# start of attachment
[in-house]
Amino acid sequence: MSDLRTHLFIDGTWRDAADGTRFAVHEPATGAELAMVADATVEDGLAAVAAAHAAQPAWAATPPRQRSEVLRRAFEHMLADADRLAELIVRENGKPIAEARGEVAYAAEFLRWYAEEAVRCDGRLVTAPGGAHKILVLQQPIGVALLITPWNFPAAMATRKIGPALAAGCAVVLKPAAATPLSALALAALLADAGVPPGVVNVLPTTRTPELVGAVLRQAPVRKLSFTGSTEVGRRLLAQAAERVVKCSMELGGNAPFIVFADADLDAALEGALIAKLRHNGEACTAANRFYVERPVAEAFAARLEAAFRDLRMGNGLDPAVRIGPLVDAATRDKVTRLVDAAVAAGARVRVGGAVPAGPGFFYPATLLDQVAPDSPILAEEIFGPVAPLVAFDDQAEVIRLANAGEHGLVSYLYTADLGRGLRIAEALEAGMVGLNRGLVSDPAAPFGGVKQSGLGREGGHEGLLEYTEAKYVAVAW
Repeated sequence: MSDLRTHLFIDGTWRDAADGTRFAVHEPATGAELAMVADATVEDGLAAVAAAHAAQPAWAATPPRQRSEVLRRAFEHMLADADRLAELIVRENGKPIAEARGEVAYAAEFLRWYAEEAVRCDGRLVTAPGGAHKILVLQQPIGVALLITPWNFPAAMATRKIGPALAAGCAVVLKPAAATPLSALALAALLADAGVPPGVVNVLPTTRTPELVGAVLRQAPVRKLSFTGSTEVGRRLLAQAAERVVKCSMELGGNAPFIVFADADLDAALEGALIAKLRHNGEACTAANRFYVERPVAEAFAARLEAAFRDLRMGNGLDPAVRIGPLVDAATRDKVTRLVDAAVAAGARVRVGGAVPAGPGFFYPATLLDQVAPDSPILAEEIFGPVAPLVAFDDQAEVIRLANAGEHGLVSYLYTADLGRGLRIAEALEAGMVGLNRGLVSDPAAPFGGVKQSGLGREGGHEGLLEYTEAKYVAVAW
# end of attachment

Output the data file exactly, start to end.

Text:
[in-house]
Amino acid sequence: MSDLRTHLFIDGTWRDAADGTRFAVHEPATGAELAMVADATVEDGLAAVAAAHAAQPAWAATPPRQRSEVLRRAFEHMLADADRLAELIVRENGKPIAEARGEVAYAAEFLRWYAEEAVRCDGRLVTAPGGAHKILVLQQPIGVALLITPWNFPAAMATRKIGPALAAGCAVVLKPAAATPLSALALAALLADAGVPPGVVNVLPTTRTPELVGAVLRQAPVRKLSFTGSTEVGRRLLAQAAERVVKCSMELGGNAPFIVFADADLDAALEGALIAKLRHNGEACTAANRFYVERPVAEAFAARLEAAFRDLRMGNGLDPAVRIGPLVDAATRDKVTRLVDAAVAAGARVRVGGAVPAGPGFFYPATLLDQVAPDSPILAEEIFGPVAPLVAFDDQAEVIRLANAGEHGLVSYLYTADLGRGLRIAEALEAGMVGLNRGLVSDPAAPFGGVKQSGLGREGGHEGLLEYTEAKYVAVAW
Repeated sequence: MSDLRTHLFIDGTWRDAADGTRFAVHEPATGAELAMVADATVEDGLAAVAAAHAAQPAWAATPPRQRSEVLRRAFEHMLADADRLAELIVRENGKPIAEARGEVAYAAEFLRWYAEEAVRCDGRLVTAPGGAHKILVLQQPIGVALLITPWNFPAAMATRKIGPALAAGCAVVLKPAAATPLSALALAALLADAGVPPGVVNVLPTTRTPELVGAVLRQAPVRKLSFTGSTEVGRRLLAQAAERVVKCSMELGGNAPFIVFADADLDAALEGALIAKLRHNGEACTAANRFYVERPVAEAFAARLEAAFRDLRMGNGLDPAVRIGPLVDAATRDKVTRLVDAAVAAGARVRVGGAVPAGPGFFYPATLLDQVAPDSPILAEEIFGPVAPLVAFDDQAEVIRLANAGEHGLVSYLYTADLGRGLRIAEALEAGMVGLNRGLVSDPAAPFGGVKQSGLGREGGHEGLLEYTEAKYVAVAW